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Insilico Medicine, the parent company of Skolkovo resident biomed startup Insilico, has published a peer-review research paper calling for patients to regain control of their personal medical records, and even to profit from them.
The Baltimore-based Insilico Medicine, which specializes in the application of deep learning for drug discovery, produced the paper, titled "Converging blockchain and next-generation artificial intelligence technologies to decentralize and accelerate biomedical research and healthcare" and published in the open-access biomedical journal Oncotarget, in collaboration with scientists from Bitfury Group, a blockchain technology company. The paper proposes a new model to return control over human life data to patients and accelerate biomedical research.
Alex Zhavoronkov, founder of Insilico Medicine and Skolkovo resident Insilico, presents a talk on the role of AI and blockchain in healthcare and biomedical research. Video: YouTube.
"Most people do not understand what life data they have and how valuable and dangerous this data may be, and do not have any control over how their life data is being used,” said Polina Mamoshina, a senior research scientist at Insilico Medicine.
“Policy makers are trying to address this problem by introducing new regulations that make it expensive and difficult for innovators to turn human life data into life-saving products. In this paper we propose a blockchain-enabled solution to help people become aware of and take control over their data and profit from licensing the data to innovators," she said.
Blockchain technology enables the creation of a distributed and secure ledger of personal data in which patients are in control and own their data. It would also enable the monitoring of access privileges and understanding of who looked at the data. The technology therefore allows for the creation of a data-driven marketplace in which patients can earn tangible rewards for making their data available to the application development community, pharmaceutical and consumer companies and research institutions, the paper’s authors say.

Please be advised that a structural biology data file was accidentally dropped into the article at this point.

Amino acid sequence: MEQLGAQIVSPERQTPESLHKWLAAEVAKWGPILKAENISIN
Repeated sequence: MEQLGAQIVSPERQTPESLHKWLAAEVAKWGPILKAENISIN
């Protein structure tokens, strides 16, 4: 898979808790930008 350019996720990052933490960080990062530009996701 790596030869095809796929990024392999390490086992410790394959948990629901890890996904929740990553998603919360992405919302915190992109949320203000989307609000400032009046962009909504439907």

“Presently, only a few patients worldwide have comprehensive data sets containing their clinical history combined with the genetic, blood biochemistry and cell count profiles, lifestyle data, drug and supplement use and other data types, because they do not see the value in this data and do not get tested regularly,” Insilico Medicine wrote in a press release announcing the paper’s publication.
“On the other hand, pharmaceutical and consumer companies alike are willing to pay substantial amounts for the large numbers of personal data records required to train their AI. These funds can be used to subsidize regular testing by patients, uncover new uses for the various data types and develop sophisticated diagnostic and treatment tools,” the company said.
Alex Zhavoronkov, founder of Insilico Medicine, Inc. and Skolkovo resident Insilico, and one of the paper’s authors, believes healthy productive longevity will be the new driver of economic growth.
“Creating an economy around human life data and returning ownership and control over life data to the individual is one of the most important steps towards extending the healthy productive longevity of the global population," he said.
“It is also a very altruistic cause, which may help reduce the gap between the rich and the poor and allow people from all walks of life and geographies to equally profit from their own data," he added.